Trumpism is an expression of the legitimate anger that many Americans feel about the course that the country has taken, and its appearance was predictable. It is the endgame of a process that has been going on for a half-century: America’s divestment of its historic national identity. …

Historically, one of the most widely acknowledged aspects of American exceptionalism was our lack of class consciousness. Even Marx and Engels recognized it. This was egalitarianism American style. Yes, America had rich people and poor people, but that didn’t mean that the rich were better than anyone else. …

Work and marriage have been central to American civic culture since the founding, and this held true for the white working class into the 1960s. Almost all of the adult men were working or looking for work, and almost all of them were married.

Then things started to change. For white working-class men in their 30s and 40s—what should be the prime decades for working and raising a family—participation in the labor force dropped from 96% in 1968 to 79% in 2015. Over that same period, the portion of these men who were married dropped from 86% to 52%. …

By the beginning of the 1980s, Democratic elites overwhelmingly subscribed to an ideology in open conflict with liberty and individualism as traditionally understood. This consolidated the Democratic Party’s longtime popularity with ethnic minorities, single women and low-income women, but it alienated another key Democratic constituency: the white working class. …

the central truth of Trumpism as a phenomenon is that the entire American working class has legitimate reasons to be angry at the ruling class. During the past half-century of economic growth, virtually none of the rewards have gone to the working class. …

Trump’s America -There’s nothing irrational about Donald Trump’s appeal to the white working class, writes Charles Murray: they have every reason to be angry (By CHARLES MURRAY, Updated Feb. 12, 2016 10:35 a.m. ET)

About The Codgitator (a cadgertator)

Catholic convert. Quasi-Zorbatic. Freelance interpreter, translator, and web marketer. Former ESL teacher in Taiwan (2003-2012) and former public high school teacher (2012-2014). Married father of three. Multilingual, would-be scholar, and fairly consistent fitness monkey. My research interests include: the interface of religion and science, the history and philosophy of science and technology, ancient and medieval philosophy, and cognitive neuroscience. Please pray for me.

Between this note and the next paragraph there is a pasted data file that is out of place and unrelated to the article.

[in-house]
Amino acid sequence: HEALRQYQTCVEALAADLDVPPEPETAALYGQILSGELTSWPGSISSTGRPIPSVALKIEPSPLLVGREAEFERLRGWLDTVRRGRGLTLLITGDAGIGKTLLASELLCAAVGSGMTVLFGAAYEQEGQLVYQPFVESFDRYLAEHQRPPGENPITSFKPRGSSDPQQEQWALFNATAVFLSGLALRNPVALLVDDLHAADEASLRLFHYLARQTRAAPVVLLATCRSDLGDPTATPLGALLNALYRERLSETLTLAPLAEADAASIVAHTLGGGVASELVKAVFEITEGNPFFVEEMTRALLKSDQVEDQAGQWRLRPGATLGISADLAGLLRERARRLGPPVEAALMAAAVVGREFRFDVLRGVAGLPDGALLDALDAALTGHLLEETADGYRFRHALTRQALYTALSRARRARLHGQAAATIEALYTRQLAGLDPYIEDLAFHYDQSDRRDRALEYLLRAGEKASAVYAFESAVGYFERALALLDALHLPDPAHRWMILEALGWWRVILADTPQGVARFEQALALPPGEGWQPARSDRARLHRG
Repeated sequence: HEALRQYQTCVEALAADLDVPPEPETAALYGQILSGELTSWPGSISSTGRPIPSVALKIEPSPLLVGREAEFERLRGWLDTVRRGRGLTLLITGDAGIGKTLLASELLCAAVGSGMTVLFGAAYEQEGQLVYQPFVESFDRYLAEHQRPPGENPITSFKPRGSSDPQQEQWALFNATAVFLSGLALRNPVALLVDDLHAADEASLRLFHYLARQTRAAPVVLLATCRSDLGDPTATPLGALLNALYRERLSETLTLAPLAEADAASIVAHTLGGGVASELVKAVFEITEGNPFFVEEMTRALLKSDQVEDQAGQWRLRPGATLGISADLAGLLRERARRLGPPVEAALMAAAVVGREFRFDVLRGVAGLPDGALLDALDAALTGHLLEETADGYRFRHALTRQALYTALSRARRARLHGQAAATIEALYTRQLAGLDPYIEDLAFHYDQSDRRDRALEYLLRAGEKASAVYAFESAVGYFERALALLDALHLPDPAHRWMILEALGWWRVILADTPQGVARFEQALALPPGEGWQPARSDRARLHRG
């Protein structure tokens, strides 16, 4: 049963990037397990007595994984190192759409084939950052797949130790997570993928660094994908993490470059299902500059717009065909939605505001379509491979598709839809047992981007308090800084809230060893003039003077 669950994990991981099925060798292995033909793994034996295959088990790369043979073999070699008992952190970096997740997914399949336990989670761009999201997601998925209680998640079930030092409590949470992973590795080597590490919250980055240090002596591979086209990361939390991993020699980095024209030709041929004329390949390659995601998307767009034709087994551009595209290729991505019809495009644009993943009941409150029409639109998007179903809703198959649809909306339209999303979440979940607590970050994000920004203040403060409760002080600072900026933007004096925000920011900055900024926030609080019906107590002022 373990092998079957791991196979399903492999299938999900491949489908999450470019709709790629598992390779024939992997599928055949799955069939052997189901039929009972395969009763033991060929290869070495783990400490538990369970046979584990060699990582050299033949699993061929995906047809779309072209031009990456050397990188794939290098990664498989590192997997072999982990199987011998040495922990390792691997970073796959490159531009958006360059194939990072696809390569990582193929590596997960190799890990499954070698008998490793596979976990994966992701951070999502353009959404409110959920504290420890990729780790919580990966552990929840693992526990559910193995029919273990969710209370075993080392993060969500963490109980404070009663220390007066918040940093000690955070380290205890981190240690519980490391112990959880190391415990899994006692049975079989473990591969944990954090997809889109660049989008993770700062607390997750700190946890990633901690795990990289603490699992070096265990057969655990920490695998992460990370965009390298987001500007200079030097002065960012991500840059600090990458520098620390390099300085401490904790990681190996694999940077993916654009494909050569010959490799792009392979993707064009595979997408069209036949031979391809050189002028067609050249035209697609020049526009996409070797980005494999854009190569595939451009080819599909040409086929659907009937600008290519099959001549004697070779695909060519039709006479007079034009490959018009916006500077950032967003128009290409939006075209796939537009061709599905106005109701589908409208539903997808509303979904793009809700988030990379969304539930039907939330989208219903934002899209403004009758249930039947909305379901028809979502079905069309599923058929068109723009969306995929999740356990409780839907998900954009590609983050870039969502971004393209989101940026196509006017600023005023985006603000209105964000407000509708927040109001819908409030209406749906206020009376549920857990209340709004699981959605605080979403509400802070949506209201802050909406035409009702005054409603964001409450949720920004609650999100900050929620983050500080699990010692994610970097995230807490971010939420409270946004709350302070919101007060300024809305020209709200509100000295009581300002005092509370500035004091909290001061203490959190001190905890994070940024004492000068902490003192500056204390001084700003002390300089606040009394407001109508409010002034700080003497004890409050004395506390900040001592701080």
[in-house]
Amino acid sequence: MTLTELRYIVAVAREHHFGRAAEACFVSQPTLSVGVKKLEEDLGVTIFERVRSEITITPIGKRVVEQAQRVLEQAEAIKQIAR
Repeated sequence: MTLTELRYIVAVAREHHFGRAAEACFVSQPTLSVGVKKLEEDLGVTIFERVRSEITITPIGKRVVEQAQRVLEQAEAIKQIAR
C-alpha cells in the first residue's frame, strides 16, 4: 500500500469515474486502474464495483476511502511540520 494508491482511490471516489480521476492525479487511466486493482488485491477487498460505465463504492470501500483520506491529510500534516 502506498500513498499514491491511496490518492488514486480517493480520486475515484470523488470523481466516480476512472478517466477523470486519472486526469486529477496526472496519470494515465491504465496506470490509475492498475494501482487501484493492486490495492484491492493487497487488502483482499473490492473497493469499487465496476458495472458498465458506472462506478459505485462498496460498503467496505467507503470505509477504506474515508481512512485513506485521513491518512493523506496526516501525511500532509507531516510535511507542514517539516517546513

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7 Responses to A bunch of political commentary I’ve been reading…

  1. Saint Theodore says:

    Complaining about women who work taking time off in the middle of their career to have children and expecting to advance the same as those who do not is totally unreasonable.
    Opportunity is there for those who make the right choices and are willing to work hard to attain their goals.
    I would not take a dime from the government but for those programs which I have paid into and am vested in.
    That is just one thing.
    I will be back.

  2. Zippy says:

    The important thing is to go light your pinch of incense to Caesar. Which candidate you prefer is a matter of mere prudential judgement — and is so irrelevant that it is a practical, mathematical impossibility for it to matter.

    People who refuse to voluntarily light the pinch of electronic incense to Caesar are traitors, have no right to complain, and should move to some backward medieval place where they are not ruthlessly forced to be free and equal like everyone should be. People who get in the way of comprehensive “live and let live” equality of rights should be rounded up and put into camps.

  3. Zippy. You are a trouble maker. ABS sent your series on voting to everyone he knows – which can be accessed via the internal links – and now nobody talks to him (well, you can’t blame them).

    You are a great source of info and a blast to read, even though you are way over the head of ABS.

    O, and thanks for being a trouble maker even though that is not what you intend- you intend to be a problem identifier and get-the-readers-to-think-about-the-problem man.

  4. Zippy says:

    One of the surest ways to become permanently disinvited from cocktail parties is to suggest that there might possibly be something to my sociopathic views on elections qua civic liturgy and liberalism qua political philosophy. If there is one thing upon which all respectable people agree it is that misanthropes who actively refuse to light a pinch of electronic or paper-chad incense to Caesar, and even discourage others from doing so, are at best indifferent shirkers of responsibility — and are, when actively recalcitrant against the gods freedom and equality, outright traitors. Before the god liberalism every knee must bend and every cap must be doffed.

  5. Socrates says:

    I guess God decided to take about 500 to 600 years to bring liberalism to its fullest: and to show its fruits.

    Christi pax.